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Low Supply & High Guilt: How to Deal With Your Milk Drying Up

By Amalah

Dear Amy,

I’ve been reading Amalah for years — pre-Noah (your first child). I remember you posting one day that you had quit breastfeeding, including pictures of all the pump parts / accessories that you were throwing away. At the time, this was meaningless to me because I had no children. Fast forward to me with a 2 month old. I am back at work, pumping and supplementing, and oh! the angst and guilt and tears.

I always struggled with low supply. I have plenty in the mornings, it dwindles in the afternoon, and by the evening I had a seriously pissed newborn nursing hungrily for 2 hours at a time, sleeping for 30 minutes, repeat until dawn. After 3-4 (hazy memory) nights of this, I ORDERED my DH to make a bottle of formula. I cried as she gulped down 3 ounces and fell happily asleep. It was clear to me that my baby was hungry.

Undaunted, I went to see a LC (lactation consultant). I WOULD NOT FAIL. She basically told me that I had low supply BECAUSE I supplemented and that I was just lazy and not wanting to stay up to nurse my child. She ordered me to nurse and co-sleep (which I’m not ok with). I went to see another LC, and she ordered me on herbs, etc. I’ve done the herbs, Guinness, extra calorie diet, oatmeal, pumping after feeding, 64 ounces of water, etc. No change. The only thing I haven’t tried is Reglan, but I’m a bit afraid of the side effects.

Now my beautiful daughter is in daycare and I’m pumping. She gets somewhere around 60-70% of her calories from me, 30-40% from formula. The formula amount keeps creeping up. The milk: she’s going to dry up.

I am OVERWHELMED with guilt and grief and angst and everything else about this. DH is the oldest of four and his mother BF all of them for a year, no problem. My mother BF me for 5 months, no problem. The guilt is multiplied by a thousand because I feel like getting those antibodies is so much more important with her in daycare (not to mention the run-of-the-mill daycare guilt).

Why do my boobs suck? How do I let go and get over this? DH is tired of me crying over it. I am tired of me crying over it.


Drying Up

A Story About Nursing — and Quitting

(Totally random aside! Why do I always feel compelled to start columns with some kind of phonetic non-word expression? Like I just typed “ay yi yi,” which I’m not sure I’ve ever actually said out loud, but it’s like a compulsion here. Anyway. Moving on.)

First, a little personal backstory for those who may not know my own breastfeeding history — my first son, Noah, was gigantic (9 lbs, 15oz), my milk took over a week to come in, and it was always a tenuous, inadequate supply thanks to some botched cyst aspirations and scar tissue. We supplemented occasionally from the get-go thanks to a SUPER AWESOME HAPPY diagnosis of “failure to thrive” because Noah lost way, waaaaay too much weight in that first hazy week — my time of “exclusively” breastfeeding probably totaled a whopping month. Maybe. Probably not all in one consecutive chunk of days, either. I too did everything the lactation consultants recommended, but I always struggled to keep up with Noah’s appetite.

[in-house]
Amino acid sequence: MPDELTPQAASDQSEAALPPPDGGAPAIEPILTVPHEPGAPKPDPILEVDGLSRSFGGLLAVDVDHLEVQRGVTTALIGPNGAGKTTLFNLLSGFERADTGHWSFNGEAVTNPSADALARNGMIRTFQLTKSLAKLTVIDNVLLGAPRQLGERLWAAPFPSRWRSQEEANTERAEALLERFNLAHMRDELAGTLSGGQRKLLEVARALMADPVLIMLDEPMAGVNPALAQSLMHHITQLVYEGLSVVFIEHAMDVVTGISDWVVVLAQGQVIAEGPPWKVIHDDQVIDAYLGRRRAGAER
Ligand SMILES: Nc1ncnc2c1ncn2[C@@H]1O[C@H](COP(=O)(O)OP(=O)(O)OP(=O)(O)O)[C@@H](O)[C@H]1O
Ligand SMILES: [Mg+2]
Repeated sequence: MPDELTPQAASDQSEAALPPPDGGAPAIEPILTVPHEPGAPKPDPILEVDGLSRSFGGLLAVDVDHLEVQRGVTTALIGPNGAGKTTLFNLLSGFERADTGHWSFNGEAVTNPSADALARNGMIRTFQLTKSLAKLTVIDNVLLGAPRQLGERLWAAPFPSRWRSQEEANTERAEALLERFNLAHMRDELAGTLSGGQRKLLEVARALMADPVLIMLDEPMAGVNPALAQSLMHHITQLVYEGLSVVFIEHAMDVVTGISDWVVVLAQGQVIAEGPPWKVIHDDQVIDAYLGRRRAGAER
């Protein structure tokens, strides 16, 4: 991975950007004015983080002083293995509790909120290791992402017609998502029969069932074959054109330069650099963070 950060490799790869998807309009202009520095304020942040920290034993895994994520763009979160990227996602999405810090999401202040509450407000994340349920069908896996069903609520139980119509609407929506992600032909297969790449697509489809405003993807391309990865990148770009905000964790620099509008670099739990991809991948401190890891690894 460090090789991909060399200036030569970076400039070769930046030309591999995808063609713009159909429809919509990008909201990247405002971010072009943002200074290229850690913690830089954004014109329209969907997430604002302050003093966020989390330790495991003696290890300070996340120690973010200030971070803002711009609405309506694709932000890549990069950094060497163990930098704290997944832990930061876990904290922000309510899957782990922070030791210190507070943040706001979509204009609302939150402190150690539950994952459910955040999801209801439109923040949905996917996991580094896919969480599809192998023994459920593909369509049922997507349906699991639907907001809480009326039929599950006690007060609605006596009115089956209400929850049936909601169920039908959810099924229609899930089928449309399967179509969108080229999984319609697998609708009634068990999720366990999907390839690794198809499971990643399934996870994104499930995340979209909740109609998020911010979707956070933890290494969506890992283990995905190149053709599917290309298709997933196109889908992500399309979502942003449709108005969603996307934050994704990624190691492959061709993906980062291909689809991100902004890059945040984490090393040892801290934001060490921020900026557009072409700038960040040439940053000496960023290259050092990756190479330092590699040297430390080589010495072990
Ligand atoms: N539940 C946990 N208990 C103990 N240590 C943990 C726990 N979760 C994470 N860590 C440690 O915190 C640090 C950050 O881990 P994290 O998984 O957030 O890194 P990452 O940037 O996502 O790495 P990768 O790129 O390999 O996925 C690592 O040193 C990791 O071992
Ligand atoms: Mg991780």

I went back to work full-time when Noah was 12 weeks old. I’d pumped and pumped and pumped in preparation, hoping to fill just a FEW of the dozens and dozens of breast milk storage bags I’d cluelessly bought while pregnant. Noah drank my entire pumped supply on his FIRST DAY of daycare. It was a pathetic game of catch-up after that. I probably got a bottle’s worth of milk from the pump every three days or so. I tried leaving work at lunchtime to actually nurse, but that soon became undoable and unrealistic. We resumed nursing on demand at home, but it soon became clear that Noah was only interested in nursing when he wanted comfort — when he was hungry, he wanted that damn bottle. And who could blame him? He needed FOOD. Serious FOOD.

After about two months of this, I was right where Drying Up was. The more I relied on the pump, the longer Noah slept at night without eating, the less milk I had. Finally, one morning I put him to the boob and he pulled off in a righteous fury. Nothing there. Not a drop. He never, ever latched again. I kept pumping for a couple days, upped the fenugreek, just in case it wasn’t really and truly The End, but it was. Five-and-a-half months. Two weeks under my worst-case scenario goal of six months, a pathetically far cry from the year that I really wanted.

Give Up the Guilt

I wish I could tell you, Drying Up, that quitting/weaning/whatever-it-was was some fabulously freeing experience for me — oh! I could be free of the guilt and enjoy my baby! — and I guess there was that side of it. I really did believe I’d done everything I could, but that my baby and my body had made the decision for me and it made little sense to fight it. I also was extremely conflicted about being back at work. So that didn’t help the creeping thoughts of “if I’d just been able to stay home with him this never would have happened!